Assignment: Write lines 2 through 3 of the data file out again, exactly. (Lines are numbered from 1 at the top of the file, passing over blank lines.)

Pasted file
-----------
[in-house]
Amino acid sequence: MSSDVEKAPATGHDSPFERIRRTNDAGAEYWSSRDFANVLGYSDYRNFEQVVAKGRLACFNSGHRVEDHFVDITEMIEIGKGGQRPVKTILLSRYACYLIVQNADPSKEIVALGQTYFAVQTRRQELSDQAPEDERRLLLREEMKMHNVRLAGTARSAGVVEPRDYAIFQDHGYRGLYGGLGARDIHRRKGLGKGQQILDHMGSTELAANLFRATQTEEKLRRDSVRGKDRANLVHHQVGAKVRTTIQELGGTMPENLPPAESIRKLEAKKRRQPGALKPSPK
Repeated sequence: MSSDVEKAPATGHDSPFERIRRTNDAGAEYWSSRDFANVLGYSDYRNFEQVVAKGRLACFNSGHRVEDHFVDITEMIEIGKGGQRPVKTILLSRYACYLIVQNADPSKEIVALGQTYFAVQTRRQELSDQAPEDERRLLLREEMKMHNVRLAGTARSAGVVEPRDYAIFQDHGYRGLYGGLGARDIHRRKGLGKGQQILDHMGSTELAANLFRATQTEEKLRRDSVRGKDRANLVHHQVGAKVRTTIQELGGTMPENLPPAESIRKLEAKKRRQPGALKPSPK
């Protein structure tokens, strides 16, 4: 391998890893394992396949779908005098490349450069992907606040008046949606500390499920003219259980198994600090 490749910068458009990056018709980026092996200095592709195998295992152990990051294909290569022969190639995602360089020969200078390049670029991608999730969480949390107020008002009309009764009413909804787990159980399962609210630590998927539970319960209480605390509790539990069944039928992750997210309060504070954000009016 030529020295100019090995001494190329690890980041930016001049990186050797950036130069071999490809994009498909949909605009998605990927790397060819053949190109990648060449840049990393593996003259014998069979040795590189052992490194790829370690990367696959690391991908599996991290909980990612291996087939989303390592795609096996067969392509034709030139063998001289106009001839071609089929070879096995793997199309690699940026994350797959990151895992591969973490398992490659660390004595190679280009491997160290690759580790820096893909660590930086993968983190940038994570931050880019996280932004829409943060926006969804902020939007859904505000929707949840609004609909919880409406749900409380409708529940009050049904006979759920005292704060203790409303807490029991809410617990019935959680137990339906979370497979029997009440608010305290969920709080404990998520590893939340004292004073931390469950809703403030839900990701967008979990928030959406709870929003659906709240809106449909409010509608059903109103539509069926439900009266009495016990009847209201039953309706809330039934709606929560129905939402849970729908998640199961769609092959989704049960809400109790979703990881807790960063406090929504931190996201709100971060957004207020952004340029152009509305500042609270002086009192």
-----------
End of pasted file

Amino acid sequence: MSSDVEKAPATGHDSPFERIRRTNDAGAEYWSSRDFANVLGYSDYRNFEQVVAKGRLACFNSGHRVEDHFVDITEMIEIGKGGQRPVKTILLSRYACYLIVQNADPSKEIVALGQTYFAVQTRRQELSDQAPEDERRLLLREEMKMHNVRLAGTARSAGVVEPRDYAIFQDHGYRGLYGGLGARDIHRRKGLGKGQQILDHMGSTELAANLFRATQTEEKLRRDSVRGKDRANLVHHQVGAKVRTTIQELGGTMPENLPPAESIRKLEAKKRRQPGALKPSPK
Repeated sequence: MSSDVEKAPATGHDSPFERIRRTNDAGAEYWSSRDFANVLGYSDYRNFEQVVAKGRLACFNSGHRVEDHFVDITEMIEIGKGGQRPVKTILLSRYACYLIVQNADPSKEIVALGQTYFAVQTRRQELSDQAPEDERRLLLREEMKMHNVRLAGTARSAGVVEPRDYAIFQDHGYRGLYGGLGARDIHRRKGLGKGQQILDHMGSTELAANLFRATQTEEKLRRDSVRGKDRANLVHHQVGAKVRTTIQELGGTMPENLPPAESIRKLEAKKRRQPGALKPSPK